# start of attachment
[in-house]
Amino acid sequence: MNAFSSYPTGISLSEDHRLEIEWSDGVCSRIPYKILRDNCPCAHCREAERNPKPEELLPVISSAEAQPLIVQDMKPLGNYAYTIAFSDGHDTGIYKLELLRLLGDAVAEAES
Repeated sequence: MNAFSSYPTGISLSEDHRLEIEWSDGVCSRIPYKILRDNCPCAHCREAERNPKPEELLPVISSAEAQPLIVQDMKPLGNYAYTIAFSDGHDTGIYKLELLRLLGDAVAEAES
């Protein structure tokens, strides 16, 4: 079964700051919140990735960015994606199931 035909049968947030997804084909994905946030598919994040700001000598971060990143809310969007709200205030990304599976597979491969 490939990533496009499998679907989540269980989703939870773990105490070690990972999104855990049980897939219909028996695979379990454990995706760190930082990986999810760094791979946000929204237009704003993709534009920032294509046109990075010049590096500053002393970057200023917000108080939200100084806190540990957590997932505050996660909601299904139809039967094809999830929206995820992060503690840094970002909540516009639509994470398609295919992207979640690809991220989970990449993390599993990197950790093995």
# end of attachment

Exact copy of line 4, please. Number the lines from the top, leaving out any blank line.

């Protein structure tokens, strides 16, 4: 079964700051919140990735960015994606199931 035909049968947030997804084909994905946030598919994040700001000598971060990143809310969007709200205030990304599976597979491969 490939990533496009499998679907989540269980989703939870773990105490070690990972999104855990049980897939219909028996695979379990454990995706760190930082990986999810760094791979946000929204237009704003993709534009920032294509046109990075010049590096500053002393970057200023917000108080939200100084806190540990957590997932505050996660909601299904139809039967094809999830929206995820992060503690840094970002909540516009639509994470398609295919992207979640690809991220989970990449993390599993990197950790093995």